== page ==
There’s a reason why people place such a heavy weight on first impressions. Studies have shown that, despite the axioms and sayings out there to “never judge a book by its cover,” our initial instincts and impressions about people and things actually tend to turn out to be generally reliable. The catch to that, of course, is that they also have a tendency to create self-fulfilling prophecies, in that a negative first impression of someone or something makes us more likely to view future actions and interactions through a negative lens, causing those interactions to also be negative. It can be a difficult cycle to break and often requires a dedicated effort to counter these kinds of biases.
What does this have to do with Set and Setting and this review? My first impression of the Florida-based instrumental post-rock/metal band came through their sophomore release, A Vivid Memory. It was an album that we found to be generally solid with a few moments of greatness but also guilty of many of post-rock’s most common and egregious sins – compositional bloat, crescendo-itis, and entire tracks utterly lacking in character and purpose. Those few great tracks should have let me known that the band was bound to do much better things, but that first impression stuck with me into the first listen of their follow-up to that album, Reflectionless. It can be difficult to admit when one is wrong about these kinds of things, but amends must be made. Reflectionless is a huge step up for the band, one that is likely to catapult them straight into the mix of great modern heavy instrumental acts.
A significant reason for that comes by virtue of a key word used in the previous sentence to describe Set and Setting: “heavy.” The band have long straddled the ambiguous line between post-rock and post-metal, but Reflectionless works in large part because it leans much more on the latter as a driving force. Opener “Saudade” hits you in the face immediately with soaring melodies and crunchy riffs and grooves underneath, “…The Idyllic Realm” is 8 minutes of steady build that actually feels like it’s driving towards a great end goal, and “…The Mirrored Self” and closer “Emphemerality” steamroll ahead with classic Russian Circles-like progressions and relentless intensity. The ferocity of “Coping” was a bold-faced highlight off of A Vivid Memory, and it’s incredibly refreshing and encouraging to see the band produce more work in that mold here.
These are great tracks on their own, but the reason they work especially well within the context of the album is because the greater dynamic range of post-metal allows the moments of lightness and atmosphere to shine through even brighter. Those moments, other than “Specular Wavefront Of…” present themselves in the form of standalone interludes. If the ellipses on several of these song titles isn’t enough of an indication, Reflectionless is intended to function mostly as one continuous piece, or at least a collection of several connected pieces. The beautiful thing about these lighter, more post-rock interludes is that they’re given the freedom and space to convey a contrasting idea without being forced into the same pitfalls that this band and many others have – building lengthy compositions that end up as little other than variations on a theme that simply get louder and heavier until they reach an ultimate crescendo. “Axiom Dream Within…”, “Incandescent Gleam,” “Specular Wavefront Of…,” and “Eternal Pendulum Of” may function mostly as set pieces for the heavier tracks, but splitting them up the way the band does allows them to retain their own space and character, providing a welcome contrast and moment of introspection for the listener before diving back into darker waters.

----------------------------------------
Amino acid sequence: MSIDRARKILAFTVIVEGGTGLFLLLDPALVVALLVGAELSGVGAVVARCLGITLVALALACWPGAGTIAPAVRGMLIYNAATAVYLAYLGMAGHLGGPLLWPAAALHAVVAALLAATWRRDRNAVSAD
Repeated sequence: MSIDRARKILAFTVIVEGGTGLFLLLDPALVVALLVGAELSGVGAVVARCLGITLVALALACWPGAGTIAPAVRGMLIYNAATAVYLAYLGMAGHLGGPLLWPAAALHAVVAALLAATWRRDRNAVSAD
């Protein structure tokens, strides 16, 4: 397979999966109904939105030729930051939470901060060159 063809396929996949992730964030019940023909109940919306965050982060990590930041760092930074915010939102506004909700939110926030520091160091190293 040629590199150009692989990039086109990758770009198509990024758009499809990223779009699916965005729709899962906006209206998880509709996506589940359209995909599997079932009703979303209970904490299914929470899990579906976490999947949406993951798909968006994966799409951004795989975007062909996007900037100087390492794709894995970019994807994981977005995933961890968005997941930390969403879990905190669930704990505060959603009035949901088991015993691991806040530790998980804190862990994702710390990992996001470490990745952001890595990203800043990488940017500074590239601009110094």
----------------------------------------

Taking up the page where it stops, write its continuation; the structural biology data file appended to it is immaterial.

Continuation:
Reflectionless, like Set and Setting’s other work, doesn’t do much to tinker with the tropes and conventions of the instrumental music they play and similar bands who play it. But when those conventions are executed well without falling prey to the qualities that cause even the most ardent post-rock/metal fans to zone out and lose attention, they still have the power to engage and thrill like little other music does. Reflectionless is trimmed down and streamlined, all of which works to the band’s benefit. By maintaining what works best and cutting out what doesn’t, Set and Setting have finally put out a great album that matches the promise of their best previous work. First impressions are not always correct, but here’s hoping that the impression left from this album sticks around long into the future.